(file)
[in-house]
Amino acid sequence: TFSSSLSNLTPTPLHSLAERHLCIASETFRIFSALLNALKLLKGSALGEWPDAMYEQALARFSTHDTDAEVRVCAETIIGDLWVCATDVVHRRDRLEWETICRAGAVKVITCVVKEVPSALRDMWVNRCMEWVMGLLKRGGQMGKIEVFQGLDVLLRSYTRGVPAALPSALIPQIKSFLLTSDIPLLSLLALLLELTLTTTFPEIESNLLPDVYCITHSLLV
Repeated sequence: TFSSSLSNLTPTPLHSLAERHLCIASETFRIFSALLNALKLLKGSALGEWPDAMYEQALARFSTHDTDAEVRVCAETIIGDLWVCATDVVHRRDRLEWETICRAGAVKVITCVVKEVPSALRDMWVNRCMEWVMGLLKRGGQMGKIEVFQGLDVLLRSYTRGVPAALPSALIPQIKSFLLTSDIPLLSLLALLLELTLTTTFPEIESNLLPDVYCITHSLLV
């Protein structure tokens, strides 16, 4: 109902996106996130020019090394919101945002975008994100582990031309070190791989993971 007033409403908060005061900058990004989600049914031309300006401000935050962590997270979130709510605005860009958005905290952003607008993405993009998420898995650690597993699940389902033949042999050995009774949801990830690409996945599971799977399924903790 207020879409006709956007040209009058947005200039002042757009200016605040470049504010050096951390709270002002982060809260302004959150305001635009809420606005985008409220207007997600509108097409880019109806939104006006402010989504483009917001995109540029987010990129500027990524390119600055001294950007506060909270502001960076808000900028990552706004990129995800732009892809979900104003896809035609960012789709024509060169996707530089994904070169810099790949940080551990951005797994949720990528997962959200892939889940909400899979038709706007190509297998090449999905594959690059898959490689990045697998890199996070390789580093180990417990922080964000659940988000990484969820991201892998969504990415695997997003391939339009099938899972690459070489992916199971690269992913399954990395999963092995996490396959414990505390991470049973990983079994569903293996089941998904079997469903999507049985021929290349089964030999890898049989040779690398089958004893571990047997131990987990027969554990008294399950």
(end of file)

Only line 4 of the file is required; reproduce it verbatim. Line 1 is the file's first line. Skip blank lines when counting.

């Protein structure tokens, strides 16, 4: 109902996106996130020019090394919101945002975008994100582990031309070190791989993971 007033409403908060005061900058990004989600049914031309300006401000935050962590997270979130709510605005860009958005905290952003607008993405993009998420898995650690597993699940389902033949042999050995009774949801990830690409996945599971799977399924903790 207020879409006709956007040209009058947005200039002042757009200016605040470049504010050096951390709270002002982060809260302004959150305001635009809420606005985008409220207007997600509108097409880019109806939104006006402010989504483009917001995109540029987010990129500027990524390119600055001294950007506060909270502001960076808000900028990552706004990129995800732009892809979900104003896809035609960012789709024509060169996707530089994904070169810099790949940080551990951005797994949720990528997962959200892939889940909400899979038709706007190509297998090449999905594959690059898959490689990045697998890199996070390789580093180990417990922080964000659940988000990484969820991201892998969504990415695997997003391939339009099938899972690459070489992916199971690269992913399954990395999963092995996490396959414990505390991470049973990983079994569903293996089941998904079997469903999507049985021929290349089964030999890898049989040779690398089958004893571990047997131990987990027969554990008294399950």